The tough call was the outfield. This may seem like an overreaction to Altherr’s season so far, but he is uber athletic and now that he is showing more power, his ceiling his really high. I went with Nick Williams as the more the dynamic outfielder than Dylan Cozens. This scenario gives you 3 20-20 outfielders with plus gloves. It might seem strange to see Nola in the rotation, but if he locate everything and always command his curveball and changeup, he could be dominant. Continue reading…

Phillies’ Patience Allows for Joseph Turnaround

Rhys Hoskins is hitting .327/.407/.617 in AAA. He is putting up one of the best hitting seasons in the minor leagues. On May 1, the Phillies biggest weaknesses were probably catcher and first base. This led to calls for Hoskins (and Jorge Alfaro) to be promoted to the major leagues. Since the beginning of May, Cameron Rupp has been hitting .364/.462/.636, but more importantly, Tommy Joseph is hitting .393/.500/.857. Even with this surge, Joseph has been a below average hitter on the year, but it begins to reopen the debate on who is the first baseman of the future and how should that battle play out.

Last year, Joseph was almost assuredly the biggest surprise for the Phillies. He was on the edge of being released from the organization, and he hadn’t received an invite to major league camp. Despite all of that, he ended up hitting .257/.308/.505 for the Phillies, and was even better from July 1 until the end of the season, when he hit .281/.355/.546 with a 9.0% walk rate and a 19.0% strikeout rate. For that 3 month stretch, he was a Top 15 first baseman in baseball. We also can’t go into why Joseph has been good of late without addressing how bad he was to start the year. Continue reading…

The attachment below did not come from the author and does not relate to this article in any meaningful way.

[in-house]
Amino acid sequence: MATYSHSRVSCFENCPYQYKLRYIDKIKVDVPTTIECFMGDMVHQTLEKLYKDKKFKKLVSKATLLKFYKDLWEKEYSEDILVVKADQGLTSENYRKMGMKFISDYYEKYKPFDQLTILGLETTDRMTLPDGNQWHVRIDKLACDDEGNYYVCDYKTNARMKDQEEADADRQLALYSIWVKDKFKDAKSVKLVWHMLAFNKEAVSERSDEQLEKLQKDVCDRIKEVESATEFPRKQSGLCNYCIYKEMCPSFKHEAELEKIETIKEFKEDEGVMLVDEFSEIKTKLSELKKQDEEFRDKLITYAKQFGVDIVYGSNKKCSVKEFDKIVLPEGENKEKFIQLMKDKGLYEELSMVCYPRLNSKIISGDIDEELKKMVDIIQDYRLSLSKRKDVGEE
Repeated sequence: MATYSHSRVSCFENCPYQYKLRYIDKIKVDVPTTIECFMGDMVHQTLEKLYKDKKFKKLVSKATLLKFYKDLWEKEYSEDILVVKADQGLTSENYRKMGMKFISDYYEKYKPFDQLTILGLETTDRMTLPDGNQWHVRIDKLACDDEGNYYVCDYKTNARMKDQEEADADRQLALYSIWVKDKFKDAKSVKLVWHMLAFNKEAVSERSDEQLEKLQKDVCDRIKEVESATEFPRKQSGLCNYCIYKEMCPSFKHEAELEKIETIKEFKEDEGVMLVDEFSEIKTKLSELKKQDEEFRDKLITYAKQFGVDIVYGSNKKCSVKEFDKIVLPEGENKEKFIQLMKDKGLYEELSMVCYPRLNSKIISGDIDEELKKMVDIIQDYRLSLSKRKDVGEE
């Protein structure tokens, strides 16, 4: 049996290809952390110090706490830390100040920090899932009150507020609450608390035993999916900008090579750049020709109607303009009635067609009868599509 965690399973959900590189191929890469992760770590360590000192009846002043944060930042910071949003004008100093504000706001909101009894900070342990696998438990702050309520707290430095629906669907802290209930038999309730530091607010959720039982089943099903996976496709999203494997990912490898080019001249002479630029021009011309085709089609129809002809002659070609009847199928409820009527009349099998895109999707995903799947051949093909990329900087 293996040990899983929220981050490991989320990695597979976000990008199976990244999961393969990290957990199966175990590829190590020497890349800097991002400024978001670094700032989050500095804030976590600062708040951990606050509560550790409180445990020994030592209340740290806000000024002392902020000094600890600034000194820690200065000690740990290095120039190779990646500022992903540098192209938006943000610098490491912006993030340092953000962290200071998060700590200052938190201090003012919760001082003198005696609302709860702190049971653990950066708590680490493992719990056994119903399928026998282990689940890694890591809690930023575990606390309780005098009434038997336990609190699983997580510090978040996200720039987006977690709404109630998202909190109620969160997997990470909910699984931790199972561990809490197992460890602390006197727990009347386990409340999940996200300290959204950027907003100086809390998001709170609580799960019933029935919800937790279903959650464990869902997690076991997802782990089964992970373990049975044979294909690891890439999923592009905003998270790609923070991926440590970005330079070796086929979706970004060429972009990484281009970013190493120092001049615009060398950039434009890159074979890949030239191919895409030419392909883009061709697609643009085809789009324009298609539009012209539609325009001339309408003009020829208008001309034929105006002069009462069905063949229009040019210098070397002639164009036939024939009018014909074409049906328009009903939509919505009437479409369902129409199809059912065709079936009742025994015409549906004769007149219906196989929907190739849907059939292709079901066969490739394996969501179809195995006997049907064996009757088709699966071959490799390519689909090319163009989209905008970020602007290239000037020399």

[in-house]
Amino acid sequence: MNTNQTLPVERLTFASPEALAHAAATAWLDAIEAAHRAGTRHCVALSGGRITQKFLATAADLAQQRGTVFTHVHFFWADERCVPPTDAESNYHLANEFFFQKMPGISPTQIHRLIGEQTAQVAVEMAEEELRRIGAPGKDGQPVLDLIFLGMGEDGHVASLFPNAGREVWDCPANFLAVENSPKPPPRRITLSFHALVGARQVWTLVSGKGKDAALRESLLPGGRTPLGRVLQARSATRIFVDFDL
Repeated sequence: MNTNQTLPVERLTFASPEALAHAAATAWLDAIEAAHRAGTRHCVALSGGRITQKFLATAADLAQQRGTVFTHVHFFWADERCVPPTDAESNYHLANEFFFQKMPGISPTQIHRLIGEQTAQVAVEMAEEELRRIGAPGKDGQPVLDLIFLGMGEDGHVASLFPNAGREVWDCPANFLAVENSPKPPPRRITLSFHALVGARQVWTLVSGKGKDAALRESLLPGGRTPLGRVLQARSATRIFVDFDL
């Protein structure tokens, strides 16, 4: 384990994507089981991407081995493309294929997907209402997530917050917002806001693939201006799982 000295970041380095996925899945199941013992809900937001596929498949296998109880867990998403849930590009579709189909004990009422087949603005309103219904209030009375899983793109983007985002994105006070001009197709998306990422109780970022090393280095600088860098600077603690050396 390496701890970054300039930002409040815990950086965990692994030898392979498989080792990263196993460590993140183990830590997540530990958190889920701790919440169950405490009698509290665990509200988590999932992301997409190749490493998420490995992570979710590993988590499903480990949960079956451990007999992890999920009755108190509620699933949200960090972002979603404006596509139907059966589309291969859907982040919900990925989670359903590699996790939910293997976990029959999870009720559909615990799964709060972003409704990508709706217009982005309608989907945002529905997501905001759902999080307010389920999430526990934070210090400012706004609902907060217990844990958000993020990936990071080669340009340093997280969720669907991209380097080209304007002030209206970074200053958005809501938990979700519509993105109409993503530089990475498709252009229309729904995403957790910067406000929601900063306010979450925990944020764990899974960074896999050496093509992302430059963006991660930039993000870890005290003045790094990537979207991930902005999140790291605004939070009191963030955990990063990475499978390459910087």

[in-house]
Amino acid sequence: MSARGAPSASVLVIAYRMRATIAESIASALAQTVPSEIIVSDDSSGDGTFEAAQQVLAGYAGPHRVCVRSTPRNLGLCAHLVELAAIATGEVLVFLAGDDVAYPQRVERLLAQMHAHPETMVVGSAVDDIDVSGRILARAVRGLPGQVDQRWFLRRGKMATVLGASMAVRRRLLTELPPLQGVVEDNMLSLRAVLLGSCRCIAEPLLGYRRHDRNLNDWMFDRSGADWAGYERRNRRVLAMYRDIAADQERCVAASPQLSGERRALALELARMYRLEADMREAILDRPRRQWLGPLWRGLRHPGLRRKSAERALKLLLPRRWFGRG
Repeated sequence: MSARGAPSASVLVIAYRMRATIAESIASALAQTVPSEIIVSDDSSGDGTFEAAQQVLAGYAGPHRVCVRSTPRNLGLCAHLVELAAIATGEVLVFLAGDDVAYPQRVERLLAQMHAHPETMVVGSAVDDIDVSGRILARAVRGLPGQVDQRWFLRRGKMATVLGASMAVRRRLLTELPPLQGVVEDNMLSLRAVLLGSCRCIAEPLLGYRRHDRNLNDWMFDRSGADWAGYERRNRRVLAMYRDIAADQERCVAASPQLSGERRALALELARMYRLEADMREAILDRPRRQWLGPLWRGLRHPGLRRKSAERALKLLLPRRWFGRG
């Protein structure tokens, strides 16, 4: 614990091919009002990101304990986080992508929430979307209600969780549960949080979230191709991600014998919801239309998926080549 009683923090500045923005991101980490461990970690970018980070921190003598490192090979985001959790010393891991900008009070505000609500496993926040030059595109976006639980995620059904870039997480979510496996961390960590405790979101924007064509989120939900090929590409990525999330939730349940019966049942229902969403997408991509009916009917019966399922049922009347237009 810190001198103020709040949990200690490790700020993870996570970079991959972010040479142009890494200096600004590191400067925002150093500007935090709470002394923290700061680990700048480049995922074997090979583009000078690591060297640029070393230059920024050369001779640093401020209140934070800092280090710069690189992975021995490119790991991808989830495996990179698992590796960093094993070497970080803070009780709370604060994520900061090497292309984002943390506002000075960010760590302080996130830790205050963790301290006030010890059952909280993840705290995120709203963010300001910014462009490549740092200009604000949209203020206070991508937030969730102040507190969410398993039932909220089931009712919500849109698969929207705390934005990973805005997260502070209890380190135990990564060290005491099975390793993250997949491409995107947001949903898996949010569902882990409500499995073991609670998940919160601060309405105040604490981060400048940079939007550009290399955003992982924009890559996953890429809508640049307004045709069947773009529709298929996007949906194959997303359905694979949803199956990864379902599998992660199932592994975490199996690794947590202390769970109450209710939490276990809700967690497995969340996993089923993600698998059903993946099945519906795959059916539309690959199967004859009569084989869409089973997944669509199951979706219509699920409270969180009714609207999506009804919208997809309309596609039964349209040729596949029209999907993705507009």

The Bullpen Is All Right

Coming into the 2017 season, the Phillies bullpen was supposed to be much improved. It was going to be hard for the team to not improve naturally on a group that had finished the year 28th in the majors with a 5.05 ERA. In addition to cutting some poor performers, the Phillies added veterans in Pat Neshek and Joaquin Benoit to shore up the group. Of course the Phillies bullpen has been seen as the weakest part of the team, thanks to a rough stretch where they went 2-8 vs some of the best teams in the National League and managed to blow a lead in almost every game.

So I made a quick poll on Twitter to see where many of you thought the Phillies bullpen was right now.

33% of you were correct. As of this morning, the Phillies have a team reliever ERA of 4.07, which is 14th in the majors and 8th in the National League. No one thought the Phillies’ bullpen was going to be amazing, but kind of average is right about what was expected this year. Continue reading…

Crash Bag Vol. 18: Trading Cesar

Thank you to Brad for doing this last week, and for being much funnier in the process than I am. It has been a really bad week of results for the major league club, so why not talk about trading their best player so far, and answer some other questions along the way as well.

For now the best place to ask questions is on Twitter, either @ me (@Matt_Winkelman or @CrashburnAlley). But you can also reply in the comments here and I will will have some sort of better way for future mailbags.

@mweintr: Should Cesar Hernandez be traded now, when his value is highest?

It has become trendy to to want teams to keep trading and churning players, always looking for value. This is not the worst strategy when you know you are going to be a non-contender for the remainder of a player’s contract. However, Cesar will turn 27 just over 2 weeks from now and still has 3 more years of control through arbitration. He is currently batting a BABIP influenced .336/.379/.517 with a career high strikeout rate and career low walk rate. History says his power should trend down, and his walk and strikeout rates should trend positively towards his career averages. He is on pace for a 6+ WAR season, which is probably unsustainable, but he should be able to repeat his 4 win season from a year ago, barring an unexpected collapse. That is a really good baseball player, and if you are going to trade someone of his caliber, with his level of remaining control, you are going to want a haul back. Continue reading…